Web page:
Monthly Archives: November 2005

Hits, Page Views and Unique Visitors – Which Metric Should I Use?

Psst … Did you know that last month my web site had 5000 hits on it? Sounds impressive doesn’t it? Well if they calculate hits, how I calculate hits, most likely it is not that impressive.

One problem with online advertising is that there is still some confusion, and no thanks to traditional media sources, regarding the proper metrics to use when explaining the value of an online property. This article is not about discounting the term “hits”, rather putting it into perspective in terms of what it actually means to your online business and how to use the information.

Before jumping to that, let me explain what the difference is between the terms. Continue reading

Calgary Store Owner Asks : Can I Sell My Fitness Equipment Online?

I was asked a question back in May from one of my clients about whether their were any business cases of companies selling fitness equipment online.

This client sells fitness equipment in Calgary and surrounding area and wanted to expand their operations across Canada through online sales. He indicated to me that the purchase of large fitness equipment can be difficult for people living outside of major urban centres, because they do not have the selection, and even people living in urban centres without access to a truck find it difficult to purchase large fitness equipment.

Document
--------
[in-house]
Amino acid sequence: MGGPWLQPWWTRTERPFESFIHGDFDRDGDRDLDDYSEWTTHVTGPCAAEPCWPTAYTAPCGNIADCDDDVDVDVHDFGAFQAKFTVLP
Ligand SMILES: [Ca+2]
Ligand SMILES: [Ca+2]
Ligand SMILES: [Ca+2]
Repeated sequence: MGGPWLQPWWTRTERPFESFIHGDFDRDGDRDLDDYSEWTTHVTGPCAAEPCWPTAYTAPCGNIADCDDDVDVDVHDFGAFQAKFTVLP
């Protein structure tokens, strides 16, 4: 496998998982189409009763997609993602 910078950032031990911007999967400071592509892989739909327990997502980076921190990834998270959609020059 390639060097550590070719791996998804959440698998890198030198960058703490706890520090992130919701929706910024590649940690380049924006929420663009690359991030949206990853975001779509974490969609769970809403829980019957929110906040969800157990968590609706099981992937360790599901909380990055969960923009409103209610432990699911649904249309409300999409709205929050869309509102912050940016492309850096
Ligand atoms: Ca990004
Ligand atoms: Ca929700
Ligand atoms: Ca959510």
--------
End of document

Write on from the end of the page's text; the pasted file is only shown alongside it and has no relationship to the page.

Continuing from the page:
My response was one of intrigue. Could fitness equipment be sold online? Would their be a market? As it turns out, the client is probably at least 2-years away from accomplishing this, however, it got me thinking about the viability. Continue reading

Protect Your Business from “phishing”

This past Sunday I was watching the CBC program Marketplace and they did a special on the criminal practice of “phishing”. For those of you who are unaware of what this practice is, it is Internet fraudsters who send our emails that look like reputable companies in which they are asking you to provide information about your credit cards, banking, etc. Once they get this information from you, they immediately use it to steal money or your identity.

For example, I have received a number of these emails in the past from what appeared to be the Royal Bank of Canada. The email indicated that I needed to update some of my account information. If you click on the link inside the email, it looks very much like, however, if I would have provided my information, Internet fraudsters could have started to steal my money or my identity. This is not reserved just for the banks, emails can come from what appears to be eBay, paypal, credit card companies and any organization that deals with information that can lead a criminal to your money.

As business owners, we have a responsibility to our employees to give them tools to help guard against such criminal activity. Therefore, I have outlined 3 very simple ways that you can use to prevent ever falling victim to a “phishing” scam. Continue reading